Birthday Firsts

I celebrated my birthday in August. Perhaps celebrated is a bit over the top. I tolerated…no, that’s not quite right either. I glided through my birthday. It wasn’t a milestoner or hugely significant in any other way, except that it was my first birthday without my mama.

Someone once told me that your mother’s face is the first face you love. So how could I not think of Mama on my birthday? Looking back on my last birthday, I specifically remember that my mama did not completely remember. We talked a bit about it but she didn’t respond in the same way she would have in the past; wanting to take me out to breakfast or bake me a cake or tell me how young I am. I really miss that. 

Last year on my birthday, Mama was beginning to fade. At one point during the day I have a memory of feeling slightly hurt by her lack of zeal, but that was her disease, not her. Her mind was beginning the journey of closing doors, but I couldn’t see that, or more accurately, didn’t want to see that. 

There are many examples of this denial in myself as well as in my siblings, but that is a subject for another day. 

On this hot day of August 21, 2019, I will cry some tears and I will bite my lip a couple of times when others speak of my birthday. I will smile and mean it. My heart is full, and grateful for a mama whose face I loved first and who also first loved mine.

Day 365


What a bittersweetness I am feeling. In fact, writing my very last blog has overshadowed and superseded the reality of turning 61. I truly nearly forgot.

When I am close to finishing a book that I have really enjoyed, I experience a homesick-thirsty feeling. If I have about 10 pages left, I dole them out carefully. I save those last few pages to read until I can sit quietly, not feel rushed, and not be interrupted. I want to cherish and be entrenched in the ending. Occasionally when I finish a book, I actually miss the characters for a period of time.

My heart is heavy as I write this blog. It feels similar to finishing a great book. 

A few of you have been with me from the beginning. You have been incredibly faithful. My gratitude is fathomless. I am deeply humbled by your kindness.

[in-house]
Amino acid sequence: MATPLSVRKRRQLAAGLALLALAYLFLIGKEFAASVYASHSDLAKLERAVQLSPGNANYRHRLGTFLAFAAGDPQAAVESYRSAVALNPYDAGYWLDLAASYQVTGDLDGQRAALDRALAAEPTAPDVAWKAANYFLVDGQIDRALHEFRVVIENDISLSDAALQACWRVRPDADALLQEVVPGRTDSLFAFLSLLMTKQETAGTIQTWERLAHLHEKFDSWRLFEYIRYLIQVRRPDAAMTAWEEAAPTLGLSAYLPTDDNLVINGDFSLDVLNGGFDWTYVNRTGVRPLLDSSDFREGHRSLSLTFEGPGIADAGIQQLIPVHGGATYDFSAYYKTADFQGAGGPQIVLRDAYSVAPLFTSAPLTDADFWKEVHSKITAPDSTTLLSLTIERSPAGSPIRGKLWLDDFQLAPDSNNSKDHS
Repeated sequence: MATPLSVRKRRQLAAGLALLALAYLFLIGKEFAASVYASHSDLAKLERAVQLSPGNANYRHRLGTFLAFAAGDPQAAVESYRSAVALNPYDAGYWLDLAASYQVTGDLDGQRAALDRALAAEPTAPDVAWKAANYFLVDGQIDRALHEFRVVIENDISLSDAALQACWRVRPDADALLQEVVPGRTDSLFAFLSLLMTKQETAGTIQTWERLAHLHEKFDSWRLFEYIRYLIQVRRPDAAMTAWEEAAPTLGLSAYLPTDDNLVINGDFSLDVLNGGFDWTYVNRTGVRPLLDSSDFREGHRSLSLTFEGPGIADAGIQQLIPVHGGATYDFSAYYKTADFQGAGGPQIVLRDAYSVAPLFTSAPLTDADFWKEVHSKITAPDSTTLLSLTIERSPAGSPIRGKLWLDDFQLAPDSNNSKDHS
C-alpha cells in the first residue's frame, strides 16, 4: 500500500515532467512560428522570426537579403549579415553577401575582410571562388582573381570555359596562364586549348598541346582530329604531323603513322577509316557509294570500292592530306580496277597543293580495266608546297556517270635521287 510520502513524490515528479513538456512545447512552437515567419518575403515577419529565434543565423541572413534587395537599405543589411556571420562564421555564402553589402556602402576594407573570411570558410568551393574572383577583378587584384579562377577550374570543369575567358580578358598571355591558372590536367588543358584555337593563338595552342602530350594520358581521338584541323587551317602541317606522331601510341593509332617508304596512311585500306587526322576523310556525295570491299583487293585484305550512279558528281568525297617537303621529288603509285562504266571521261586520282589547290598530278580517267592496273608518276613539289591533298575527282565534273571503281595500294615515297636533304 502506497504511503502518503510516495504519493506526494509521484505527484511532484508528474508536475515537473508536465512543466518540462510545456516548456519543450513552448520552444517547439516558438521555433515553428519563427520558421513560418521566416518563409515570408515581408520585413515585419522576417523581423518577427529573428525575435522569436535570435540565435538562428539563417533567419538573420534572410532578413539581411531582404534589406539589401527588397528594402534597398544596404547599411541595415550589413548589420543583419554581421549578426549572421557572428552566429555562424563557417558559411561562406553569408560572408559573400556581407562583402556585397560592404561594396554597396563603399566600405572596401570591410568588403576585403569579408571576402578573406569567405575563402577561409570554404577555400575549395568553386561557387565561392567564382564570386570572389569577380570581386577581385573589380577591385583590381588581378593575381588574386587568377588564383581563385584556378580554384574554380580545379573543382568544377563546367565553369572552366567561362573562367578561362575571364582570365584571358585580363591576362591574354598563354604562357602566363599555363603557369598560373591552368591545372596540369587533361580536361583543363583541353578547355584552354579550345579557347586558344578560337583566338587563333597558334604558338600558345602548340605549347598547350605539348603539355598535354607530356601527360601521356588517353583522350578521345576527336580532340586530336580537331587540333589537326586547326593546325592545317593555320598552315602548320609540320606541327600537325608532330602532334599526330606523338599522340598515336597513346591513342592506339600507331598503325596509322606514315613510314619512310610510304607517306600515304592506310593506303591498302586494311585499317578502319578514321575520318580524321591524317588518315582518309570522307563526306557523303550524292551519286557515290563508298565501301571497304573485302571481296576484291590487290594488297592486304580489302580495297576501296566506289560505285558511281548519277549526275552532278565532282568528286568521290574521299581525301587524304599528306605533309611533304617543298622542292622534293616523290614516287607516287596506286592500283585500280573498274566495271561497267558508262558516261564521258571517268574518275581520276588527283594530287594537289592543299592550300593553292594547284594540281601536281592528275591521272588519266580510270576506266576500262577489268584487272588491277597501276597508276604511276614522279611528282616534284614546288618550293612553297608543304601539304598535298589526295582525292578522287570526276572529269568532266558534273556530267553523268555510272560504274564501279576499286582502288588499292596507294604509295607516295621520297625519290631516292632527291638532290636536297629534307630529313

I will miss speaking to you every day.

Though I am ready for a bit of a respite, this is not the end. My plan is to begin the tedious task of going back and reading through the nearly 138,000 words I have written and begin an editing process. A thought from the beginning was to compile this into a book. I will begin that journey. 

My website will remain the same and I will give periodic updates, so stay tuned. I have had many thoughts about if and how to continue. I may write a “Weekly Wednesday” blog to keep my connection.

To stay tethered to your hearts. 

What day is it?” asked Pooh.

It’s today,” squealed Piglet.

My favorite day,” said Pooh.

Losses and Gains

Today I feel like I am sending my kid off to college. I’m happy for them to have the experience and know it is part of their growth (as well as mine), but also feel a bit of a panic as I see that it is becoming real. 

Wrapping up this year of blogging feels pretty darn real and my emotions are mixed, for sure.

I want to write today of the losses and gains I have experienced over the last 364 days. As in every journey we begin, there are both. It is inevitable.

American politician, sociologist, and diplomat, Daniel Patrick Moynihan, stated “Everyone is entitled to his own opinion, but not his own facts.” And friends, losses and gains are facts.

What I lost:


Relationship. I missed many a night sitting in bed eating popcorn and watching Black List or St. Elsewhere or Sherlock with my husband. Thank you for your patience and support, dear Mike. I’m coming back so get the popcorn popping.